Newspaper Page Text
MARKET REPORT. ll?V*$i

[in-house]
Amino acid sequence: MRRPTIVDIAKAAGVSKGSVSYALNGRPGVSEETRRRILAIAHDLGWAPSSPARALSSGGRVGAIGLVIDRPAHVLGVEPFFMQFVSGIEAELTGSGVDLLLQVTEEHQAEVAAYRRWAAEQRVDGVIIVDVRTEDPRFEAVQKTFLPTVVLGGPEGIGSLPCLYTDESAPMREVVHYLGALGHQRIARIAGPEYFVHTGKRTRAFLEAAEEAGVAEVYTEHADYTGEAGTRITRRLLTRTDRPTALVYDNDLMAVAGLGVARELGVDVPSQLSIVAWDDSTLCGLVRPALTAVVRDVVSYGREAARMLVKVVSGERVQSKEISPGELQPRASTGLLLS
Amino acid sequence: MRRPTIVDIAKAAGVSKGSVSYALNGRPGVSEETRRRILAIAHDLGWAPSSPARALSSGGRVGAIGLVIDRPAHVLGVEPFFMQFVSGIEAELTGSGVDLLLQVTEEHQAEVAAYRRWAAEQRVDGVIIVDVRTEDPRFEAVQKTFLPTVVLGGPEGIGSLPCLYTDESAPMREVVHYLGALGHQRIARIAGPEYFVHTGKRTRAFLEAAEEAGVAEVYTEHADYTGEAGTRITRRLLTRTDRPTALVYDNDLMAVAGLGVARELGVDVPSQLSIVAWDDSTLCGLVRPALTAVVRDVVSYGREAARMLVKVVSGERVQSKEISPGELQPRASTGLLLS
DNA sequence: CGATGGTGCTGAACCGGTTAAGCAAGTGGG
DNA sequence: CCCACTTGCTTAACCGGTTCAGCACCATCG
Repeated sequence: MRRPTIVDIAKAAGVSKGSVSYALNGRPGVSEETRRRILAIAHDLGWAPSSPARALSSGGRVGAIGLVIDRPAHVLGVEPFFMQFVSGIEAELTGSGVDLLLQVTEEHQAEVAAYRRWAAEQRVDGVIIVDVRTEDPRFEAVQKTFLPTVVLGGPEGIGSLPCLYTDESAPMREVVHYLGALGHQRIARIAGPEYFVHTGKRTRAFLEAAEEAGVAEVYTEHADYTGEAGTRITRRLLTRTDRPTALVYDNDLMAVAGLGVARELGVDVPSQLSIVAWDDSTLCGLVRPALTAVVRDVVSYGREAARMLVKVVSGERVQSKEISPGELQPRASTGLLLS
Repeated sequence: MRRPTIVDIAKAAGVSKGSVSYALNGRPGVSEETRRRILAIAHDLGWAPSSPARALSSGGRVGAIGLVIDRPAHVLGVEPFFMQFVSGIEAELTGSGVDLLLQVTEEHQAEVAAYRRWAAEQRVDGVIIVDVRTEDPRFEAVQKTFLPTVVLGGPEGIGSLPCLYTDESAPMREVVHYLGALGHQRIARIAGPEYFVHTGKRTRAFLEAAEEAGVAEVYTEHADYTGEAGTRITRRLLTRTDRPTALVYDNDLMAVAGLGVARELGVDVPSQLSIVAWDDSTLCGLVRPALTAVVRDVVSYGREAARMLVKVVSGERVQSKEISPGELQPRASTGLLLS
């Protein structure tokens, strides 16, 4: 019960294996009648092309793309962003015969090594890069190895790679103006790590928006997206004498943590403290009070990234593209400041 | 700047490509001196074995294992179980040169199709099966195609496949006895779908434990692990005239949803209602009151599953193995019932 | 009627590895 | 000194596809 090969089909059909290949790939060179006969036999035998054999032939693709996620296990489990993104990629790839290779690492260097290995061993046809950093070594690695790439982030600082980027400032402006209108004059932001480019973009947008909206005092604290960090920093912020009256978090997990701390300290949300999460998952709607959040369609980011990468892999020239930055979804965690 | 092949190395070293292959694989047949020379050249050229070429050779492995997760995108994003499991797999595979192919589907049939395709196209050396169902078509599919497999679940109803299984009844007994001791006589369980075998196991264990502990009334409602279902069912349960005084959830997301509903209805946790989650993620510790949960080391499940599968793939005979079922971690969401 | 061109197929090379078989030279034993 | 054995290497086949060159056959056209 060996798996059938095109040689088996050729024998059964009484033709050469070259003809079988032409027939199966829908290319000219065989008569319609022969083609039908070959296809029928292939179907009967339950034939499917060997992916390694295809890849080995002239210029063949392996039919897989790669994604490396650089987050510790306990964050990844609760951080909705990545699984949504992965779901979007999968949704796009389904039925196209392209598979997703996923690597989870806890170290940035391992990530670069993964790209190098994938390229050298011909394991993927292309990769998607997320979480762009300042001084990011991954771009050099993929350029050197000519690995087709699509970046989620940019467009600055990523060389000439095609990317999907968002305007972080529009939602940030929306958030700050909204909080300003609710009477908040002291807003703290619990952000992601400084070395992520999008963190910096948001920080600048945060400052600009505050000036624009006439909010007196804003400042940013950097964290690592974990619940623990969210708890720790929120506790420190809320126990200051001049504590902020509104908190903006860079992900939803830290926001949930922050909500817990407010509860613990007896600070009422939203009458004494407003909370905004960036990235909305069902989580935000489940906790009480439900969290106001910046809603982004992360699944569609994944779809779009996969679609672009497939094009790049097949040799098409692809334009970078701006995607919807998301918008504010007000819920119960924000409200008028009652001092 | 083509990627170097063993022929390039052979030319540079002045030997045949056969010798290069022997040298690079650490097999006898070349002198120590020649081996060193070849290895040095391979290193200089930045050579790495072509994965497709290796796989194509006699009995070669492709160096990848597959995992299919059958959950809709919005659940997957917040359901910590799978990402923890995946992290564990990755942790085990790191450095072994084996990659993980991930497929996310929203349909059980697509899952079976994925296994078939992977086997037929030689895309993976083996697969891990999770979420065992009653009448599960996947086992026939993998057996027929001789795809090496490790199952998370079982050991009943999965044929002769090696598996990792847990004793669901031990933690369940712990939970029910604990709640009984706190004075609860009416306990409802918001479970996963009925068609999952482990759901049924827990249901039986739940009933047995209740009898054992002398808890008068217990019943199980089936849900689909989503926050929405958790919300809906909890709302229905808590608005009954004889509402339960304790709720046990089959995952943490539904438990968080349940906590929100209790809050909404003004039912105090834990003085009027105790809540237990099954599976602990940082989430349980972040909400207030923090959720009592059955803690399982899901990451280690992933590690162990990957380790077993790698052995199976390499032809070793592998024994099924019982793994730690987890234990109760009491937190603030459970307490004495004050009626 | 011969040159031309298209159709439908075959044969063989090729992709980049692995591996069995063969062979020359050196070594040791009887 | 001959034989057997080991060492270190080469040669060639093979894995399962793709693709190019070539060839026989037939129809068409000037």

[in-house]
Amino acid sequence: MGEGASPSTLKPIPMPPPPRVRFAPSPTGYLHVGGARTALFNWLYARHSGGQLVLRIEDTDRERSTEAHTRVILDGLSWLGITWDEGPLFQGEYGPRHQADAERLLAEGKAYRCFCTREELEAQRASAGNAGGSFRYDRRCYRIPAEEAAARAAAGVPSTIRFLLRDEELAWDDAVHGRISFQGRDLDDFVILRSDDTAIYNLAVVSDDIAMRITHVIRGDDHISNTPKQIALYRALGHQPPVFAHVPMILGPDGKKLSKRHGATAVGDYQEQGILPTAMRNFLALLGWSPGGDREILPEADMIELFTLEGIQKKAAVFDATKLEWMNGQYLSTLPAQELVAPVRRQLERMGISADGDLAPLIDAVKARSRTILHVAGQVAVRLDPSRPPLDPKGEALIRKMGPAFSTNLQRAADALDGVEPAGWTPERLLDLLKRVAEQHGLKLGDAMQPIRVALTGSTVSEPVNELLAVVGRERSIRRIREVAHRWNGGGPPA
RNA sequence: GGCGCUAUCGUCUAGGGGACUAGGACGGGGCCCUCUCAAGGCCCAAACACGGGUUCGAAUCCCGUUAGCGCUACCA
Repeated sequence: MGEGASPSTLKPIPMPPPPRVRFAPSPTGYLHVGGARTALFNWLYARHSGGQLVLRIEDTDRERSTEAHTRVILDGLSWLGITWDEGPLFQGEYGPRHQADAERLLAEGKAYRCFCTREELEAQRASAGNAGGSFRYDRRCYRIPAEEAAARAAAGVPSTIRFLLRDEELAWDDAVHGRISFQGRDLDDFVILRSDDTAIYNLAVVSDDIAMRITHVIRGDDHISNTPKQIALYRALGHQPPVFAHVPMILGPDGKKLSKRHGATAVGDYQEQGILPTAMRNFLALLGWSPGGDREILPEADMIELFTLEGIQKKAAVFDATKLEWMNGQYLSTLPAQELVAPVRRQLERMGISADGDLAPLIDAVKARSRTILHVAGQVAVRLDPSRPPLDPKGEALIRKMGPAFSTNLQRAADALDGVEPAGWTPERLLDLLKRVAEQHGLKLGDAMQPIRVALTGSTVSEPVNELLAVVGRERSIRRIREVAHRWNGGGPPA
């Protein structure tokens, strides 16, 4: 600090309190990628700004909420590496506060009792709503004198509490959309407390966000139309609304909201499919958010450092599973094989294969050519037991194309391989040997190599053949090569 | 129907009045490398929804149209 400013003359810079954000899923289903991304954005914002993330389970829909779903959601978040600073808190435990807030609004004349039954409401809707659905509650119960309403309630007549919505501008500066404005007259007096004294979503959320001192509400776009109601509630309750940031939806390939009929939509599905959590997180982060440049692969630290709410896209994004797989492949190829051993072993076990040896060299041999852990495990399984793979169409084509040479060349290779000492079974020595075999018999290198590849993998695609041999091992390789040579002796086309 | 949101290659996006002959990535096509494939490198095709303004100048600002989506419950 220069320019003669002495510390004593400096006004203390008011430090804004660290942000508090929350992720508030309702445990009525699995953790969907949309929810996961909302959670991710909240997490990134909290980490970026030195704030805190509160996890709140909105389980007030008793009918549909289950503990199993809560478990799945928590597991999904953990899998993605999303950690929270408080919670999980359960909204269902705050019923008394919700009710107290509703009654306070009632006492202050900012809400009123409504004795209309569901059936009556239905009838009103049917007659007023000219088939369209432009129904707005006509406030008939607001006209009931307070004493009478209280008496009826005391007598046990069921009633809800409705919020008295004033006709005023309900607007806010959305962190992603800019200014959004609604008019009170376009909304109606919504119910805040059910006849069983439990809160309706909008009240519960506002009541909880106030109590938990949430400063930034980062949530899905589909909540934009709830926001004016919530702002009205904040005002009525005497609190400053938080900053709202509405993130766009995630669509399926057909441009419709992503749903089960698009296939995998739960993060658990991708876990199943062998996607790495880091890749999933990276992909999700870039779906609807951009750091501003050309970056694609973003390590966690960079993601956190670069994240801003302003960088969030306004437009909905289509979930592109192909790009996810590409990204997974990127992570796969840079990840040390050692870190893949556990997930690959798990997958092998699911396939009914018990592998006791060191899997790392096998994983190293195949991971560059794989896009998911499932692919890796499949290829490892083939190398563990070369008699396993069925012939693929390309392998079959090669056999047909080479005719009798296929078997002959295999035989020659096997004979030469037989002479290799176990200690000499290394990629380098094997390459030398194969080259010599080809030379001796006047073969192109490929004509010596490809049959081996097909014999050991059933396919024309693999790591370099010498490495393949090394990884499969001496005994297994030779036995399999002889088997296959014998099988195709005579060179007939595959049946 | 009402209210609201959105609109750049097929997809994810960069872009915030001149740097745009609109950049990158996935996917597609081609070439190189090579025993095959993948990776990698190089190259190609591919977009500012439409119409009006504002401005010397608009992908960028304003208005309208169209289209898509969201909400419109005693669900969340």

WheatNo. 1 S S 8 6 I a°.2 .'..'.'il .84 oorn, perbushel .Oats, Barley, Rye, .. .*..".*.. ."*]'"'.] Flax, '.'.'.'.'.' Potatoes, .75 to Onious, Beans, white navy, per bushel .. Eggs, per dozen 13 Butter, per pound .15 to .20 Hogs, live,^er hundred.. .$4.00 to 4.25 Cows, 2.00 to 3.00 Steers, 2 50 to 2.75 Sheep, 3 00 to 3.50 Veal Calves, 3.00 to 3.50 Beef Hides, 5$ Hard Coal, per ton 10 00 Soft $5.00 to 8 00 .30 .30 .40 .55 .93 1.00 .75 2.50 Hard Wood, per cord 7.00 to 9.00 Soft 5 50 Hay, per ton $6.00 to 8 00 Flour—100 lbs. Retail. Wholes Patent $2 70 $2 65 Straight 2 60 2 55 Bakers 2 10 2 05 Graham 2 40 2 35 Rye 2 15 2 15 Shorts, per ton 17 00 Bran, 15 00 FOR SALE! Two Registered Short Horn Bulls. One by "Sittyton Soat" 161995 out of "Diana XII" (Vol 47, page 82) Solid red. Dropped Feb. 25, 1903. One by "Golden Towsley" 170571 he by Goldenseal. Solid red. Dropped May 29, 1903. These are elegant indi viduals and will be sold Address right. Jos. J. KELLEY, St. James, Minn. •$M$»»$»«3* »$••$•+$»*$«*$•*$••$•*$* «}•*$«*\* *}»*$»*$* »$' '$«*\» »1»*$' *$' ^»*$* Repairing is our specialty, and I am giving my per sonal attention to the same, therefore guar anteeing prompt de livery and always o*ood work. HAUBRICH, The Jeweler and Optician. $•#•#•#•#•#•#•#•#•*•#•#•• Now is the time to brighten up your homes with OUR CARPETS New Carpets, Wall Paper and &* Draperies, and such a variety as we carry in stock. Jlrfi^Designed by Experts Iticharcfson's Superlative Carpets* •*»*«tt«$n«#»*»tt»$» Ayer BOYGOT BIG FIRMS (Continued from Second Page.) sympathetic strike or direct their mem bers to refuse to handle a boycotted firm's productions. Complaints against the "offending" unions, crimination and recrimination threats to "get even", and all the rest of ©f it follow and, worst of all, a serious obstacle arises to block the way of those who are striving to secure and maintain solidity in the labor movement. It is then murmurs of discontent are heard among the strikers. "What's the use of the union?" Those fellows are not union men or they would quit handling that stuff." "Why dosen'teach union levy a small assessment to hold us up?" "I don't see what a building trades council or a trades assembly is for if it can't win this strike for us." "What's the officers of the State Feder ation of Labor doing, and why don't the A. F. of L. enfoce the boycott all over the country?"- and so on AD INFINITUM. It would be amusing, did it not concern such a serious matter—the bread and butter of probably hundreds—and some times thousands—of men, women and children. That is indeed a serious matter, and the man who counsels action that is certain to affect the bread and butter supply of his fellows as3umes one of the must senous responsibilities that can rest on any one. The probability of defeat, should a union become involved in a strike with in a few months after its organization, is so strong that almost all of the National or International unions have adopted constitutional provisions disciplining unions that go on strike within certain period after its organization. The Ameri can Federation of Labor also discounten ances strikes by newly formed unions. This should also be the policy of this State Federation of Labor. The parent bodies were obliged to adopt this policy because of costlv experience, consequent ly the novices in trade unionism who advocate strikes before the ink on the charter is dry, are counseling action that the men who have onilt up the grand movement we have today, consider suicidal. Common sense not infrequently sug gests that it would be folly for certain unions to engage in sympathetic strikes every time they were called upon for assistance. The members of the union on strike do not stop to consider the conditions of the union called upon. The Teamsters of Chicago offered a good illustration of the effect of engaging in sympathetic strikes whenever called upon. Probably the men of no other callings come in contact with mem bers of as many unions as do the teams ters, and in Chicago it became the cus tom to call upon them. They general ly responded to the call, with the obvious result they were continually on strike to assist other unions. No or ganization can long stand such a strain as that, and the Chicago teamsters were finally compelled to reverse their policy. Conditions may arise, however, that would justify our organizations in engaging in sympathetic strikes but we must be conceded the right to pass judgment on such questions rather than the union that asks for the sympathetic strike. I submit that the best policy to pursue, before calling a strike, is to call upon unions likely to become involved and learn definitely what assistance, if DEAFNESS CANNOT BE CURED by local application, as they cannot reach the diseased portion of the ear. There is only one way to cure deafness, and that is by constitutional remedies. Deafness is caused by an inflamed condition of the mucuous lining of the Eustachian Tube. WBen this tube is inflamed you have a rumbling sound or imperfect hearing, and when it is entirely closed, Deafness is the result, and unless the inflammation can be taken out and this tube restored to its normal condition, Hearing will be de stroyed forever: nine cases out of ten are caused by Catarrh, which is nothing but an inflamed condition of themucuos sur faces. We will give One Hundred Dollars for any case of Deafness (caused by catarrh) that cannot be cured by Hall's Catarrh Cure. Send for circulars, free. a F-Gi CHENEY & CO,, Toledo, Ohio. Sold by Druggists, 75c. Take Hall's Family Piils for constipation. Lace Curtains from 45c a pair and upward. Rugs in all sizes andf quantity, 50c and up ward. A Good Carpet for 25c 2 and upward. Draperies, our special- 5 ty, in colors and quality. Furniture Louis J. Buenger, Th N Furniture Store. Want your moustache or beard BUCKINGHAM'^ I1YF abeautifalbrown orrichWack? Use S of all de- scriptions. a •*»a»tt»*»#«j»#»#»i»#»#«#»0 PillsTheyfor Act directly on the liver. cure constipation, biliousness, sick-headache. Sold 60 years. S&&58SL- 1 any, they are in a position to give. By following this eouroe many disappoint ments and mncb bitter feeling will. be, avoided, and very likely many strikes will never be called. CJ3E would recommend that the incom ing officers of this Federation prepare a circular along this line, and send it to every union in the state. Let this be the policy of the Minnesota State Federation of Labor, and let every UDion know it. ORGANIZATION. The Minnesota State Federation of Labor can well feel proud of its work in the field of organization. I can re member when there were bat four cities represented in our state movement. At today's meeting I have the pleasure of reporting that there are now 16 cities represented. Eight years ago there were scarcely more than 50 unions affiliated with the Federation. Today we have 265 upon our roster. If I were asked what is the most im portant work before ihis convention, I would unhesitatingly reply: The dis cussion and introduction of ways and means to carry on the work of organiza tion throughout the statp. The field is wide. I receive letters from every portion of the state inquir ing as to the best way to organize a union. I try to advise them the best way I can by correspondence, but it does not bring the results than an organ izer will. In a new unorganized com munity we cannot expect local men to take up the work. It must be inaugu rated by ourselves. We must send our men expeiienced in organization to do the work. This of course takes money I would recommend that a referendum vote be taken for the puroose of secur ing the concensus of opinion among the unions relating to increasing the per capita tax from one to two cents per month. THE GET TOGETHER POLICY. Last year I was severely criticised by a certain element in the labor movement for advocating the get-together policy. The criticism has in no way altered my J.H.BAKER, Who organized New TJlm's first union. opinion. If it has dene anything it has tended to strengthen me in my views. I believe that labor and capital should get as close together as they can. It is just as reasonable for capital and labor to enter into an agreement, as it is for any buyer and seller to make a contract. ^The most successful organi zations of labor in this country are those that have succeeded in getting to gether with their employers. The ma rine workers on the Great Lakes meet every year with the vessel owners and agree upon the rate of wages and work ing conditions for the year. The result Is that long before navigation op^ns the vessel owners know whether or not the season is to be interrupted by industrial disputes. The unions that have succeeded are those that live up to their contracts. I believe that the average man, be tie em ployer or employe, desires to do what is right. Business competition often prompts an employer in his unreasona ble attitude with labor, and on the other hand labor is just as likely to be unrea sonable also. The value of understandings between employer and employe has been recog nized by a large number of earnest, thinking and influential men on both sides of this question. The Federation should encourage it at all times. Chairman C. E. James of St. Paul, read the report of the Federation council, and dwelt at some length upon the spread of the "Perry move ment." or alliances of citizens to oppose unions, and cited as a case in point the injunction issued by Judge Cray to prevent the building trades unions of Minneapolis from interesting themselves in controversies between owners and workmen. When the unions appealed to the supreme court the higher tribunal dissolved the in junction, a practical victory for the Federation. In this connection he recommended that some provision be made for retaining legal talent when citizens' alliances resorted to the courts and he also requested that the organization exert its influence toward securing the passage of a measure making employers responsible for accidents occurring in their factories. The establishment of the free employ ment bureaus was also recommended, as was the permanent employment of an organizer. Ed. Stevens of Minneapolis, offered a motion that a special committee be appointed to draft resolutions treating of the conditions in Colorado. It carried and Pres. Neary subsequently named: L. E. Chesney, Thos. Van Lear, Hugh Jennings, Minneapolis Kather ine Brown, James McNally, St. Paul Guy Bye, Brainerd L. Colson, Man kato. *v* Before adjourning a number'of im- portant resolutions wer* introduced and referred to various committees. One of these asked that Washburn Crosby flour and the products of the National Biscuit company be placed on the "unfair list," and another that $750 be appropriated toward the fund for the assistance of the Minneapolis mill workers now on strike. A third indorsed the Woman's Label League. Secretary McEwen offered one to in crease the per capita tax fund from one to two cents monthly and the Brainerd Trades and Labor council had a measure in the interest of humanity. To guard against ptomaine poisoning which might result from the decom position of vegetables, fruits or foods preserved in tin cans, it would com pel manufacturers to stamp the tins with the month and year in which the goods were prepared. Garfield Morrison introduced a resolution to alter the manner of choosing the members of the Feder ation council. At present there are three in Minneapolis, three in St. Paul and one in Stillwater, but the smaller towns of the state petitioned for repre sentation by requesting that cities having ten unions affiliated with the Federation be allowed one member and those having twenty-five unions be entitled to three. At 8 o'clock Monday evening the dele gates formed in line in front of the Dakota House and led by the Second Regiment band marched to Turner Park. There the band dispensed mu sic while the various classes of the Turnverein went through drills and gymnastic exercises, furnishing an en tertainment which was highly praised by the laborites. Resolutions of various kinds occu pied the attention of the convention at yesterday morning's session. One was introduced to increase the salary of the secretary to $50 per month and then the committee on resolutions sub mitted a report recommending the adoption of a batch of five. The Wo man's Label League was indorsed, the products of the American Buiscuit company boycotted and Federation members were instructed to insist upon union labels on their bread. The Brainerd canned-food resolution went through and the delegates voted to boycott the goods manufactured by Robitshek, Frank & Heller of Minne apolis, at the same time volunteering support to the co-operative factory es tablished by the Garment Workers' Union of the same city, in retaliation for the look-out order issued by the firm. The committee on resolutions recom mended that the proposed "contribu tory negligence" law be referred to the Federation council with instructions to use all legitimate means co secure its passage by the legislature. A lengthy discussion followed but the convention ultimately adopted the re port and went on record as favoring ing the placing on employers of re sponsibility for accidental injuries sustained by workmen. Instructions were issued to organiz ers to enlist railway laborers in the labor movement and Sec. McEwen in troduced a resolution censuring Sen ator Clapp for evading the vote on the eight-hour working law. Sympathy for the striking flour mill employes of Minneapolis was mani fested by the labor delegates yester day afternoon in a forceful manner. The incident came about through the recommendation of the finance com mittee that $750 be paid into the strik ers' fund. John Swift of Minneapolis, one of the founders of the Federation, took the floor in defense of the mill owners, saying that they had shown a disposition to be just, that he consid ered the strike hasty and ill-advised and that the flour packers and loaders really had no grievance. Several speakers took issue with him on these contentions and when submitted to a vote the appropriation was given a unanimous passage amid the greatest enthusiasm. The Federation further committed itself by adopting a resolution con demning the action of the bakers' union of Minneapolis in furnishing food to the scabs engaged to break the strike, but went to the other ex treme by decreeing that henceforth labor unions affiliated with it must consult the Federation officers before ordering their members out. Free employment agencies will be established by the state if the feder ation has any influence with the Min nesota legislature. It was voted yes terday afternoon to frame a bill pro viding for these bureaus and to peti tion the legislature for an appropria tion. Politics was discussed for a short time when the resolution criticising Senator Clapp came up. An element in the convention was in favor of cen suring him for his failure to vote on the eight-hour labor bill but the ma jority were disinclined to furnish cam paign material and the recommenda tion of the committee that the resolu tion be tabled prevailed. Legalized anarchy is the definition of the Colorado strike situation, as set forth in a resolution adopted just before adjournment. This document denounces Gov. Peabody as a corrupt tyrant and Gen. Bell as a military Nero, accusing them of intimidating &8fifiW5&ibi the civil authorities, imprisoning inno cent men, insulting womanhood and trampling under foot the constitution of the state and nation. It concludes by appealing to President Roosevelt, as commander-in-chief of the national guard under the Dick biU, to investi gate the brutal conduct of the Colo rado militia. Sec. McEwen was or dered to send a copy to the White House. The Minneapolis Building Trades Council was allowed $341 to defray expenses incurred in fighting the Cray injunction and Sec. McEwen was giv ne $25 per month for stenographer hire. The matter of increasing the per capita tax was ordered submitted to the unions for a referendum vote and it was decided to send organizers to Little Falls and Stillwater to revive interest in unionism. The mass meeting last night was con fined entirely to an exposition of the workings of the unions and addresses were made by W. E. McEwen, who al so presided at the meeting John O'Donnell, state labor commissioner A. H. Garfield, John Dirker, Miss Augusta Seifert, J. H. Baker and F. E. Hoffmann. John Gardner of Minne apolis, was introduced as the soloist of the meeting and, accompanied by Prof. Bosky, he rendered in an ex cellent manner two selections, being repeatedly encored. Harry Dix con cluded the program by telling several humorous storieswhichcaughtthefancy of the meeting and he was cheered to the echo. The meeting was somewhat of a revelation to many of the people of the city who attended as it showed the labor situation in a different light from that expected. This morning at 10 o'clock the dele gates are to elect their officers. The resignation of M. E. Neary has nar rowed the contest for the presidency down to Harry L. Dix of Minneapolis, and C. E. James of St. Paul, with the former apparently in the lead. There are not likely to be contests for any of the other positions and Sec. Mc Ewen will probably be elected without opposition. Convention Notes. The visitors demanded union-made smokes—and got them. In the matter of delegates Minnea polis had but a trifling lead over St. Paul. The Flour City sent 61 and the capital 59. A piece of generosity greatly appre ciated by the Federation was the dona tion by the New Ulm Turnverein of the use of Turner Hall. The entertainment given by the Turn verein was a novelty for most of the delegates and they enjoyed the splen did gymnastic work immensely. President Neary steps out of office after fifteen years of continuous and faithful service. He was first elected at a convention in Duluth in 1889. A mischievous delegate with a police whistle kept the local coppers busy Sunday evening. He tormented the department of protection for upwards of two hours. As usual the Second Regiment band made a hit. At the entertainment given in their honor Monday evening the delegates improvised a yell for "Neu Ulm und der band.'' The attendance was not as large as at Little Falls a year ago. This is accounted for by the fact that many unions reduced their delegations from six or more to two and three. It was well the convention was labelled. From the well-fed, well dressed appearance of the artisans one might have imagined himself in a gathering of railway magnates. Hugh Jennings, the Minneapolis spellbinder, pleaded for the privilege of announcing Monday night's enter tainment and then Pres. Neary faceti ously accepted his generous invitation. For three days Secretary McEwen was the busiest man in North America. It did not overtax his fund of courtesy and good nature, however, and he even found time for odd moments of enjoyment. Mayor Silverson's welcoming ad dress was in excellent taste. He did not resort to flattery and the conven tion appreciated his sincerity. They rewarded him with several hearty bursts of applause. It remained for the parade Monday evening to give New Ulm people some idea of the number of delegates in at tendance. When in line behind the Second Regiment band the labor men made an imposing procession. a— Monday evening a number of dele gates established a kangaroo court. It did a thriving business and fines amounting to $43 were collected. The money will be used to present Pres. Neary with a suitable testimonial. John Swift of Minneapolis, the fa ther of the Minnesota Federation, did not miss the convention. He led the movement which resulted in the organ ization of the state body in the old Knights of Labor days and a conven tion without him is incomplete. While it was a source of *lgret to the visitors to find so few union men in New Ulm, still the old town did :MiM^Md^i^%stM. I Four Great* ReasonsI I I I I I I I I I I I Why you should buy your $ Coffee at Pfefferle's. 1. Pfefferle's coffee is of the best possible quality. 2. Pfefferle's coffee is absolutely pure and this fact is appreciated in many homes. Why not in yours? 3. It is within the reach of all, and considering the quality, the price is much below that which others demand. 1 1 4. You receive the full value of your money. No scrimpy measure here. I I 1 I ffi.Jftfcffcrk The Pure Food Gioeer, 'Phone 77. Q&&$t$5t£&0^^ If you intend to visit the Louisiana Pur= 1 chase Exposi= tion at St. I Louis we are in a position to furnish you with Drafts and Checks which you can cash without any inconvenience to yourself. (State Bank of New UlmI aiimiUUiiiiiHmithhuiiiHiiimmiiiimiiuiiiiiiniiiiiiiima possess one who was a whole reception committee in himself. W. F. Cavan augh did the honors for the rest of us and acquitted himself gloriously. There is only one criticism to be made upon the delegates and the con vention. Their purpose in being in the city was to organize it and if they had insisted, when buying cigars or any other home-manufactured article, in having the home brand it would have made friends, instead of ene mies, of the local manufacturers. Articles manufactured in this city are not scab articles, and should not be classed as such. Organizes First Union. To J. H. Baker of Duluth, belongs the distinction of organizing the first union in New Ulm. He has interested the local carpenters in the labor move ment and yesterday secured the eleventh member of the new organization. Other labor emissaries have been commun ing with the cigar makers and milt workers and hope to organize these branches also. New Rural Route. Postmaster L. B. Krook was notified Monday of the establishment of a new rural mail route to run out of New Ulm into the townships of Cottonwood and Cambria. The carrier will make his first trip on July loth and the length of the route is 27^ miles. It covers an area of 24 square miles and will serve a population of 510. Rural route No. 2 has been rearranged and instead of returning via the Metzen Cottonwood bridge, will recross at Manderfeld's. This will give additional service. Band Concert Program. In German Park last Tnursday evening the New Ulm Cadet band gave another of its delightful concerts. The program for their concert tomor row evening is as follows: 1 "Nonesuch" March T. Feeher 2 Selection '"Irish Artist" F. Vernon 3 Symphia Waltz A.Holzmann 4 Francesca Polka \V. Strong Baritone Solo. 5 War Medley E.Culvin 6 Overture "Victory" E. Herndon 7 "Dance of the Hindoos" ...S.Morris 8 "Around the Metropolis" E. Beyer 9 "Surprise" Serenade B. Gruenentelder 10 Waterville March R. B.Hall Overheard on the Pike. Mr. "Easy—"Why should people vis iting the Exposition at night, use more Allen's Foot-Ease than in daytime?" Miss Foote—"Because under the brilliant illumination of the grounds, every foot becomes an acre!" Mr. Easy—"Fair, Only Fair! Pray, conduct me to the nearest drug store and I promise never to accept a sub stitute for you or for Allen's Foot ease." ~s Note—The twain will be made one In June. s*r«iss?' ., .„,• (fc&GJ ~T 4'.